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Now showing at David Zwirner, People Who Work Here is a celebration of the many artists who help run one of the world’s most powerful galleries. On display is a broad mosaic of artistic exploration across mediums that, despite its differences, accumulates into a larger discussion of how to parse a person’s artwork when we know their day job.
The central conflict of this exhibition becomes clear: How do we separate the artist from the employee? Although I would like to argue that one’s artistic practices can operate distinctly from one’s day job, this exhibition proves that the division is largely an illusion.
Living in New York is not cheap, and an artist with a day job is nothing new. Before he was an artist, Andy Warhol worked in advertising. And before he was a sculptor, Richard Serra owned a furniture moving business. Both of these men are ostensibly marked by their past lives in other professions — a mark that gives their art its patent thrills. Warhol’s work is known for its appropriation of the mass media and marketing industries, and Serra’s by his appreciation for the grandiose weight of his medium. What artists like Warhol and Serra have in common is that they lean into their survival jobs for inspiration instead of disassociating from it.
The art of adaptation is overwhelmingly lost on the Zwirner employees exhibited in People Who Work Here, or maybe it is lost on me. Cutting the difference between occupational inspiration and textbook appropriation is a matter of nanometers for any artist, let alone those who immerse themselves in the gallery world. For me, I cannot help but see within these works those of famous artists who’ve surely come through the Zwirner space. John Andrew’s “untitled (screenplay)” comes off as too diagrammatic of what Conceptualism looked like in the 1980s. (Is it a coincidence that Sherrie Levine is an artist on David Zwirner’s roster? Even the framing of Andrews’s work is similar to that on Levine’s.) When I see artists creating faux-modernist watercolors or neon abstractionist goop, I see the poor lessons of modernist pastiche that commercial galleries often turn for profit. This is not to blame the Zwirner artists for their attempts, but rather to question if a job in the gallery world is truly the most nourishing place for a practicing artist to be. It may be a catch-22.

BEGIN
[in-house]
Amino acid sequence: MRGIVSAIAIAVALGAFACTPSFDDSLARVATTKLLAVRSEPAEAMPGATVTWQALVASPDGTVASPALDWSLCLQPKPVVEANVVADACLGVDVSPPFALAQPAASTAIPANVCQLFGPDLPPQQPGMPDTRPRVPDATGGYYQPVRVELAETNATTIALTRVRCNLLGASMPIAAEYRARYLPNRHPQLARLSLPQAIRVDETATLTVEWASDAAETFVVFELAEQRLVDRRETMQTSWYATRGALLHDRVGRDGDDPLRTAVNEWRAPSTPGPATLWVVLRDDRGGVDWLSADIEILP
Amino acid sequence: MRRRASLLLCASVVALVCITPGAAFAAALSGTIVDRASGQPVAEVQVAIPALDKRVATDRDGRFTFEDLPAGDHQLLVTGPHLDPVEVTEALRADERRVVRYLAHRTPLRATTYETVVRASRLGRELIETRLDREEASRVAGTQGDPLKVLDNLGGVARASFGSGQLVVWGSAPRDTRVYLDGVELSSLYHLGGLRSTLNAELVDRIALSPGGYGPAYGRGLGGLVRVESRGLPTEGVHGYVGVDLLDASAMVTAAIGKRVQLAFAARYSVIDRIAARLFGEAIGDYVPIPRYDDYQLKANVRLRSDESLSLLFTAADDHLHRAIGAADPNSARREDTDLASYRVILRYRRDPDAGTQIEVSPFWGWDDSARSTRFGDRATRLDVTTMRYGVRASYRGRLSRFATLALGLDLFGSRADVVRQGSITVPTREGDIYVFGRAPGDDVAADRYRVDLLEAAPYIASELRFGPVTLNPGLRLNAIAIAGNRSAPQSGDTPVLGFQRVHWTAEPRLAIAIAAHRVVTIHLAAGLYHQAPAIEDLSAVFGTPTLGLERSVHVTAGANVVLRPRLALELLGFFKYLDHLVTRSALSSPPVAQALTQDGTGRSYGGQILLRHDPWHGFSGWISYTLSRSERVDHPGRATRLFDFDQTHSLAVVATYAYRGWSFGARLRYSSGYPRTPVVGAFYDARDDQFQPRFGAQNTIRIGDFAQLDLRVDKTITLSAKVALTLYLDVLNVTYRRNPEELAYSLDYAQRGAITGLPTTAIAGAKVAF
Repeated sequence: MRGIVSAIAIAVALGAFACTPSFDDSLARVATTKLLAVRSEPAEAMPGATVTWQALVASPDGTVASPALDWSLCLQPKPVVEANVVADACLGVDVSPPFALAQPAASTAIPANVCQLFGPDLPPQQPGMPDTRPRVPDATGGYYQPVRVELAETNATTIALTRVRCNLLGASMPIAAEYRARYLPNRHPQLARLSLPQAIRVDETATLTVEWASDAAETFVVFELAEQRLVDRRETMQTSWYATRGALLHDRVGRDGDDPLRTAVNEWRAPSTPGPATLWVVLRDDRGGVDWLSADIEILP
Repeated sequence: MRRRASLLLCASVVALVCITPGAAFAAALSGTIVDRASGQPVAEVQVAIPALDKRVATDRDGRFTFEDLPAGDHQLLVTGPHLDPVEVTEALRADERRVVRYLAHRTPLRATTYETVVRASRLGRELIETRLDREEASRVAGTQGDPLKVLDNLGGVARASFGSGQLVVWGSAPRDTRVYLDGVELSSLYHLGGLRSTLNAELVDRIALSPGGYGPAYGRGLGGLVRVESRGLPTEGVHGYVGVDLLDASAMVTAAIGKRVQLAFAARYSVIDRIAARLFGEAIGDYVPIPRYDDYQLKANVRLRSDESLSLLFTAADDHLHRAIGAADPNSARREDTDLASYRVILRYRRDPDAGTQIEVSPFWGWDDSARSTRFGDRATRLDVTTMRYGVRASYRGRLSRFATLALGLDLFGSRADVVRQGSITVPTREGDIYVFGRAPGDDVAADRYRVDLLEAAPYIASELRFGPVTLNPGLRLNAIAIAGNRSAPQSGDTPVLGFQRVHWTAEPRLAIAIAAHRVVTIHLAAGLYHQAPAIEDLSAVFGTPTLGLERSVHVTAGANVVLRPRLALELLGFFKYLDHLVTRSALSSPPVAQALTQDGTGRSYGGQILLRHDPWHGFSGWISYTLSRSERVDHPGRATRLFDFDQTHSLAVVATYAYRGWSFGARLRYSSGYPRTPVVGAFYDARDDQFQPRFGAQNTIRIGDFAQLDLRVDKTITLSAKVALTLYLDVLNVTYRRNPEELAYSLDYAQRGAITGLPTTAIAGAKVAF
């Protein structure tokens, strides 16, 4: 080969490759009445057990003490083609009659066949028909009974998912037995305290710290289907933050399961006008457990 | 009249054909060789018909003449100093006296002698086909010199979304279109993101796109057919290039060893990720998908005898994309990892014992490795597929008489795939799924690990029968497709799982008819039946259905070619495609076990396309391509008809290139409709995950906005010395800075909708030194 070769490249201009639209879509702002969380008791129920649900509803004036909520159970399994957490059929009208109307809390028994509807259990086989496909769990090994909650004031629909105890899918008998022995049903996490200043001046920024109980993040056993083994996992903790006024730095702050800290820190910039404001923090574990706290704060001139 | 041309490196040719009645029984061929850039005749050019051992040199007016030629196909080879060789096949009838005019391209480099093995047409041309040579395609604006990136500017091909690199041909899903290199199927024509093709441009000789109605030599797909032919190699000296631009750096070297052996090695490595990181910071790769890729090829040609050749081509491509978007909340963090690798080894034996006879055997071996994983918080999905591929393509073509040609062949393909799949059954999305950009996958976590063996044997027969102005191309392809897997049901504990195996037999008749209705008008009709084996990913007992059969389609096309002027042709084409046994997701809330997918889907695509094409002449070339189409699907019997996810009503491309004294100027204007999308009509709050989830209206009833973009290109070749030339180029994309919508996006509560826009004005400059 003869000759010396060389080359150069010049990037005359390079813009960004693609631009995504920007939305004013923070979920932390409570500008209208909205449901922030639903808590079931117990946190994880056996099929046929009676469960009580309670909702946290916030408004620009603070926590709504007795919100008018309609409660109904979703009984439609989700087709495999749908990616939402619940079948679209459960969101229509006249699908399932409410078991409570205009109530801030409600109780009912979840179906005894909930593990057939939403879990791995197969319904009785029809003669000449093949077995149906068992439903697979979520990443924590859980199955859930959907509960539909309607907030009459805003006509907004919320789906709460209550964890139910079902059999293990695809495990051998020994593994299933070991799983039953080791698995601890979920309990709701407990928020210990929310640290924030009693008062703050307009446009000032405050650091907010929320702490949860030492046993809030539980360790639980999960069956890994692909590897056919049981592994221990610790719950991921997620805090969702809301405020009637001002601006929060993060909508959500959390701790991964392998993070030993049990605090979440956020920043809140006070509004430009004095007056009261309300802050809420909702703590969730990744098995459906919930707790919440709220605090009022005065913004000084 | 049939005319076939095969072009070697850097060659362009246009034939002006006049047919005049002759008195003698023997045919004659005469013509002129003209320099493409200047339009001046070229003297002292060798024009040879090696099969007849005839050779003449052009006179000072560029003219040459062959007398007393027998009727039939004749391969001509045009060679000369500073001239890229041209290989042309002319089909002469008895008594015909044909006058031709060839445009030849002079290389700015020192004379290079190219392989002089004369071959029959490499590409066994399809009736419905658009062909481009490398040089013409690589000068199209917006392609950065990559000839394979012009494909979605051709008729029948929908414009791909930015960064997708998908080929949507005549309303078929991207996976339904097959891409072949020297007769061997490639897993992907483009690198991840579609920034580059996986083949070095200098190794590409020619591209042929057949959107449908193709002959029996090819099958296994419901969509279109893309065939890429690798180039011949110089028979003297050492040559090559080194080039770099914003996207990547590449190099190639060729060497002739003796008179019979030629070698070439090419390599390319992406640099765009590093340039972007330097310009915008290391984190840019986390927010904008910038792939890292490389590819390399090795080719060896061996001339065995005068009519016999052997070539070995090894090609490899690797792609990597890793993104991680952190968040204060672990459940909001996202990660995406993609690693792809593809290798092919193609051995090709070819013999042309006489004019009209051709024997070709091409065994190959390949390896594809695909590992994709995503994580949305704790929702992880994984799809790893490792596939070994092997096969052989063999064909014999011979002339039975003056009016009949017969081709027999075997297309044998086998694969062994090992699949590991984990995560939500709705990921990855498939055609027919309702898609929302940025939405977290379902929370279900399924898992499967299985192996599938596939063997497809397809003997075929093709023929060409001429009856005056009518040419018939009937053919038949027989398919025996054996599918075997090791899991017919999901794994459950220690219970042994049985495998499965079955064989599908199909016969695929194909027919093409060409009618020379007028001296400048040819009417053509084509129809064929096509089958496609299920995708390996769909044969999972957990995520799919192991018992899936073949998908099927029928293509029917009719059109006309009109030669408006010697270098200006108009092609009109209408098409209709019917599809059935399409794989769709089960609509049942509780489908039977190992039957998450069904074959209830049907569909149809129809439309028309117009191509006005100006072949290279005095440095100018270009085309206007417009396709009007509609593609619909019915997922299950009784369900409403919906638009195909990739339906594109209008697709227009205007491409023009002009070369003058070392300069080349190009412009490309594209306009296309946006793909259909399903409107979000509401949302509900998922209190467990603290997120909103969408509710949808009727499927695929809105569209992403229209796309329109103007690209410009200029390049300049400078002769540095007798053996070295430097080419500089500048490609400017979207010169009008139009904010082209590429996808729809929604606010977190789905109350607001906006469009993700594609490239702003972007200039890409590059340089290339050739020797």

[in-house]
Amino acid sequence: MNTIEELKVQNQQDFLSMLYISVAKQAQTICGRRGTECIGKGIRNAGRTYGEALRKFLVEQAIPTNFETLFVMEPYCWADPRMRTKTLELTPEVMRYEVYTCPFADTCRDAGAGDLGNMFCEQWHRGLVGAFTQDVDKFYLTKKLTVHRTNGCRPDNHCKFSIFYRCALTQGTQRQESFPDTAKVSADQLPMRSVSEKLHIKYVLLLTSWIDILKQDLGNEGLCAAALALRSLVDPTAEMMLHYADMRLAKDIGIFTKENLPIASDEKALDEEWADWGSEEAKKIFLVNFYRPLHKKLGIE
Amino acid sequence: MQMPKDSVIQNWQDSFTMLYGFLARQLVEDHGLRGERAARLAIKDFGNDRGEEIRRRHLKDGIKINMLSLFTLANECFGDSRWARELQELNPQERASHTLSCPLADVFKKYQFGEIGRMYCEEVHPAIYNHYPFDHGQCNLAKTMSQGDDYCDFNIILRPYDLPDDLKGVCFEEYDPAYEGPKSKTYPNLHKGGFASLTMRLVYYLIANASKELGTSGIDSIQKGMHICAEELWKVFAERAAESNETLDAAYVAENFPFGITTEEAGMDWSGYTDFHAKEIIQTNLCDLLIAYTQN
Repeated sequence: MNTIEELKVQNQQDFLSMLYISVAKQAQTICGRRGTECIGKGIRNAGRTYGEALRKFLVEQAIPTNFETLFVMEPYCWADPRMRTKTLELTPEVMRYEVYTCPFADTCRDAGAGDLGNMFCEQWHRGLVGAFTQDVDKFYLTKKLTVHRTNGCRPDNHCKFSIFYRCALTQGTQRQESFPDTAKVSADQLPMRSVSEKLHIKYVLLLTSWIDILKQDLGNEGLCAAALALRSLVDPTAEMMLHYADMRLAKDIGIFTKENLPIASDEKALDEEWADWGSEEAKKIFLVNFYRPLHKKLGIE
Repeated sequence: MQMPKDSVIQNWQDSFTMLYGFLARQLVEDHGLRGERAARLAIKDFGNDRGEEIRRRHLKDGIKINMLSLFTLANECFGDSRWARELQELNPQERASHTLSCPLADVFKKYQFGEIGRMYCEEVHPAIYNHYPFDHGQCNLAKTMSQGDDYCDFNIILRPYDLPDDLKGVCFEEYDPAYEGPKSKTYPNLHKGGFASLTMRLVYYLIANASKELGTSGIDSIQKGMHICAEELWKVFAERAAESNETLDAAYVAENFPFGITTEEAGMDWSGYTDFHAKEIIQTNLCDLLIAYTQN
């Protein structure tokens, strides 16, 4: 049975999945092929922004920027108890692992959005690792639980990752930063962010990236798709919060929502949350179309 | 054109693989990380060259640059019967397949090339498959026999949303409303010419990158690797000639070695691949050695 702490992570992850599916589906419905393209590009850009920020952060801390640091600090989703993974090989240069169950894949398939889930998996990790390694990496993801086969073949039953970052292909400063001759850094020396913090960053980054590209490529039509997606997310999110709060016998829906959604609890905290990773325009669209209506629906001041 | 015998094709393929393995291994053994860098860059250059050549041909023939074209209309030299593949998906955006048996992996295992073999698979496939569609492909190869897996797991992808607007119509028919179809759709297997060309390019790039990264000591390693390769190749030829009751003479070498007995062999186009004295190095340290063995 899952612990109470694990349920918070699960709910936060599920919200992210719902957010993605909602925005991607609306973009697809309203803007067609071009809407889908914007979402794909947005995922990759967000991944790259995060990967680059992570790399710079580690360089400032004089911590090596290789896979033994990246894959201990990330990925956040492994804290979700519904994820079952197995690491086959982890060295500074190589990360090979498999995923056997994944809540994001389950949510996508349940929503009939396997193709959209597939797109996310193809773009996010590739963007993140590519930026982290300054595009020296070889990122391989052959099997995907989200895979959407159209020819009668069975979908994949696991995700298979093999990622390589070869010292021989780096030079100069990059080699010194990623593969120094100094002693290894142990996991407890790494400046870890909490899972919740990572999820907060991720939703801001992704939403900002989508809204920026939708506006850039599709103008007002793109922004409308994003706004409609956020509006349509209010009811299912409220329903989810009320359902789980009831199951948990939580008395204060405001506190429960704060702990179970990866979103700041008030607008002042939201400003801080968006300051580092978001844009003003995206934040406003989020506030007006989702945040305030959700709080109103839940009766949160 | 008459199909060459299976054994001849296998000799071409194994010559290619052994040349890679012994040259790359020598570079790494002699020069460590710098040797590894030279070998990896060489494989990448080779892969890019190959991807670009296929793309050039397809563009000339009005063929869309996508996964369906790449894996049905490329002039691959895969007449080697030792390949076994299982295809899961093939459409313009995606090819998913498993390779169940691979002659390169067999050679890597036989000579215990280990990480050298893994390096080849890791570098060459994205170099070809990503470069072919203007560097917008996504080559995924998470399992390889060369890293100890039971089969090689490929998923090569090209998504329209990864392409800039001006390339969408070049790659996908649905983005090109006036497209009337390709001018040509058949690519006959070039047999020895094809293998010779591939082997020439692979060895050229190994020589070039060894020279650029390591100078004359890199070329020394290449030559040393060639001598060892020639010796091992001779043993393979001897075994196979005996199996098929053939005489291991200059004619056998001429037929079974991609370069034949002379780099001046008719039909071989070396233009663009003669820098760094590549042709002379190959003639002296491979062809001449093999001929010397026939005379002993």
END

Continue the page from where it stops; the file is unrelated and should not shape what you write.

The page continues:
The successful artists of People Who Work Here are the ones who smartly comment on life at David Zwirner. Brendan Loper’s cartoons make quick satire of buyers in the commercial art world with the brevity and wit of a New Yorker illustration — and truth be told, he is a freelance cartoonist for the magazine, in addition to working in David Zwirner’s warehouse. Similarly, Rhys Ziemba takes aim at buyers. His “White Whale” is composed of shredded USD, distributed in manner evoking the white noise of a TV screen, or the image of a glitched-out computer screen. Smeared and distorted across the panel, the USD speaks to the amount of money invested to both create and buy art. Further, “White Whale” evokes the themes of currency and trade that are manifest in Ziemba’s job at David Zwirner as an art handler.
Given the exhibition’s title and premise, it is hard for the viewer not to cast these artists strictly as employees. It is a common crisis in the 21st century, learning to dissociate ourselves and others from jobs. Especially in the arts, comments like “But what do you really do?” function as withering insults to a person’s artistic purity. As the artists in People Who Work Here demonstrate, artistic purity is a romanticized, if arcane notion. In actuality, it is the ability to be impure that creates a great artist, the ability to soak in one’s life experience in order to draft an artistic commentary on life.
People Who Work Here continues at David Zwirner (533 West 19th Street, Chelsea, Manhattan) through August 5.
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